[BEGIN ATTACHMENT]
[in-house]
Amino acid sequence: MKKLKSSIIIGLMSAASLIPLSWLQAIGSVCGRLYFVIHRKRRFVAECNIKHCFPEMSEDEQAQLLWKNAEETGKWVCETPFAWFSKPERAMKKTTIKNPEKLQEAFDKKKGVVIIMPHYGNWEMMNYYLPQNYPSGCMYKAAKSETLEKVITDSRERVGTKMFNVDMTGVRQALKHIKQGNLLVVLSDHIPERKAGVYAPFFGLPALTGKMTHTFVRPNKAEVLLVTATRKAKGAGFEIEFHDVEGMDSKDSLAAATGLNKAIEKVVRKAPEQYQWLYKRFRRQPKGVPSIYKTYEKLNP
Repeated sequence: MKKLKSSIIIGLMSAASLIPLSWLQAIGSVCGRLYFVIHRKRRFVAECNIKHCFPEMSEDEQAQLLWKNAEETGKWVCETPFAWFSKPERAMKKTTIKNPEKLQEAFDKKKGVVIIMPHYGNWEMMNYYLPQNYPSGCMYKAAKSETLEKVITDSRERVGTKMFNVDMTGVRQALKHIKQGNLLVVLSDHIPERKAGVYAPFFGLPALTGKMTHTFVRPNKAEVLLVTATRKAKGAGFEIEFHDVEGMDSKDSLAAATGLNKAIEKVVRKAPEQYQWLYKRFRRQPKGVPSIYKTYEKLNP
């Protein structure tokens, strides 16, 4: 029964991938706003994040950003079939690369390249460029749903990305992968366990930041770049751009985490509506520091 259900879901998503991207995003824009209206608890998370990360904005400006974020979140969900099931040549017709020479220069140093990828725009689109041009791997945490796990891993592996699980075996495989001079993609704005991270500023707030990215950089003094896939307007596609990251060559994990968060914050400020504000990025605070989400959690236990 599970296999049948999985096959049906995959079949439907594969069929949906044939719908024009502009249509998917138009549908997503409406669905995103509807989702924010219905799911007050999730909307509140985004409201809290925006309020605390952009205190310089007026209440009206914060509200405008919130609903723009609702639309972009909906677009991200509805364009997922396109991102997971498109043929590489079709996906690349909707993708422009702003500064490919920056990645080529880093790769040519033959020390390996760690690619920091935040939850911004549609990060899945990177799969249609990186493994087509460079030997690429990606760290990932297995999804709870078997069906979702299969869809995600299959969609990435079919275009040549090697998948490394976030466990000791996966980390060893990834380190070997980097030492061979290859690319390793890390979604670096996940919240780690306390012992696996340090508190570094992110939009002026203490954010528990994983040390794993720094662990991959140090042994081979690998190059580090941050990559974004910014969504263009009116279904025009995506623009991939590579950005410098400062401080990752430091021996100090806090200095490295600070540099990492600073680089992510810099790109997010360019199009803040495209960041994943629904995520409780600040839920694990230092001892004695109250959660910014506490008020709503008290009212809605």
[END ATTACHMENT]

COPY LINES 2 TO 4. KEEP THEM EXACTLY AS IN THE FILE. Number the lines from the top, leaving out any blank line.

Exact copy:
Amino acid sequence: MKKLKSSIIIGLMSAASLIPLSWLQAIGSVCGRLYFVIHRKRRFVAECNIKHCFPEMSEDEQAQLLWKNAEETGKWVCETPFAWFSKPERAMKKTTIKNPEKLQEAFDKKKGVVIIMPHYGNWEMMNYYLPQNYPSGCMYKAAKSETLEKVITDSRERVGTKMFNVDMTGVRQALKHIKQGNLLVVLSDHIPERKAGVYAPFFGLPALTGKMTHTFVRPNKAEVLLVTATRKAKGAGFEIEFHDVEGMDSKDSLAAATGLNKAIEKVVRKAPEQYQWLYKRFRRQPKGVPSIYKTYEKLNP
Repeated sequence: MKKLKSSIIIGLMSAASLIPLSWLQAIGSVCGRLYFVIHRKRRFVAECNIKHCFPEMSEDEQAQLLWKNAEETGKWVCETPFAWFSKPERAMKKTTIKNPEKLQEAFDKKKGVVIIMPHYGNWEMMNYYLPQNYPSGCMYKAAKSETLEKVITDSRERVGTKMFNVDMTGVRQALKHIKQGNLLVVLSDHIPERKAGVYAPFFGLPALTGKMTHTFVRPNKAEVLLVTATRKAKGAGFEIEFHDVEGMDSKDSLAAATGLNKAIEKVVRKAPEQYQWLYKRFRRQPKGVPSIYKTYEKLNP
């Protein structure tokens, strides 16, 4: 029964991938706003994040950003079939690369390249460029749903990305992968366990930041770049751009985490509506520091 259900879901998503991207995003824009209206608890998370990360904005400006974020979140969900099931040549017709020479220069140093990828725009689109041009791997945490796990891993592996699980075996495989001079993609704005991270500023707030990215950089003094896939307007596609990251060559994990968060914050400020504000990025605070989400959690236990 599970296999049948999985096959049906995959079949439907594969069929949906044939719908024009502009249509998917138009549908997503409406669905995103509807989702924010219905799911007050999730909307509140985004409201809290925006309020605390952009205190310089007026209440009206914060509200405008919130609903723009609702639309972009909906677009991200509805364009997922396109991102997971498109043929590489079709996906690349909707993708422009702003500064490919920056990645080529880093790769040519033959020390390996760690690619920091935040939850911004549609990060899945990177799969249609990186493994087509460079030997690429990606760290990932297995999804709870078997069906979702299969869809995600299959969609990435079919275009040549090697998948490394976030466990000791996966980390060893990834380190070997980097030492061979290859690319390793890390979604670096996940919240780690306390012992696996340090508190570094992110939009002026203490954010528990994983040390794993720094662990991959140090042994081979690998190059580090941050990559974004910014969504263009009116279904025009995506623009991939590579950005410098400062401080990752430091021996100090806090200095490295600070540099990492600073680089992510810099790109997010360019199009803040495209960041994943629904995520409780600040839920694990230092001892004695109250959660910014506490008020709503008290009212809605």